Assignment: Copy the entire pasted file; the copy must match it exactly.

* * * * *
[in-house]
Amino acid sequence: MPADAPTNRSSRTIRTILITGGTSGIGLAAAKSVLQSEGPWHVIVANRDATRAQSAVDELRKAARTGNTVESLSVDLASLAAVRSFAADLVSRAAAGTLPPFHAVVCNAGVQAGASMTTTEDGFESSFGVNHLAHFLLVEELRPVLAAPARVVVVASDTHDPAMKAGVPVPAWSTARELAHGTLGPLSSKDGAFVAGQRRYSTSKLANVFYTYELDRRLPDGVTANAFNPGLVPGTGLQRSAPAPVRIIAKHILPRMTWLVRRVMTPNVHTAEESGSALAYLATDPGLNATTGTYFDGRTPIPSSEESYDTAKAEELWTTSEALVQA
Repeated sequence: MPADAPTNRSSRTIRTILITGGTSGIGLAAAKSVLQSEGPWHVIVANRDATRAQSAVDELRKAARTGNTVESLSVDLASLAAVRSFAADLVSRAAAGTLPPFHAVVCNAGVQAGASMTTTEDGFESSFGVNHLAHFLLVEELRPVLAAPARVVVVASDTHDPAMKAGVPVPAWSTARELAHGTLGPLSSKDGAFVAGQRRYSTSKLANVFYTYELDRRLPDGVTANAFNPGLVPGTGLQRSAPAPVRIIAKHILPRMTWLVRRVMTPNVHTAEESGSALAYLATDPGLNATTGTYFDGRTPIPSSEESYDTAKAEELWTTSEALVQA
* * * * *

[in-house]
Amino acid sequence: MPADAPTNRSSRTIRTILITGGTSGIGLAAAKSVLQSEGPWHVIVANRDATRAQSAVDELRKAARTGNTVESLSVDLASLAAVRSFAADLVSRAAAGTLPPFHAVVCNAGVQAGASMTTTEDGFESSFGVNHLAHFLLVEELRPVLAAPARVVVVASDTHDPAMKAGVPVPAWSTARELAHGTLGPLSSKDGAFVAGQRRYSTSKLANVFYTYELDRRLPDGVTANAFNPGLVPGTGLQRSAPAPVRIIAKHILPRMTWLVRRVMTPNVHTAEESGSALAYLATDPGLNATTGTYFDGRTPIPSSEESYDTAKAEELWTTSEALVQA
Repeated sequence: MPADAPTNRSSRTIRTILITGGTSGIGLAAAKSVLQSEGPWHVIVANRDATRAQSAVDELRKAARTGNTVESLSVDLASLAAVRSFAADLVSRAAAGTLPPFHAVVCNAGVQAGASMTTTEDGFESSFGVNHLAHFLLVEELRPVLAAPARVVVVASDTHDPAMKAGVPVPAWSTARELAHGTLGPLSSKDGAFVAGQRRYSTSKLANVFYTYELDRRLPDGVTANAFNPGLVPGTGLQRSAPAPVRIIAKHILPRMTWLVRRVMTPNVHTAEESGSALAYLATDPGLNATTGTYFDGRTPIPSSEESYDTAKAEELWTTSEALVQA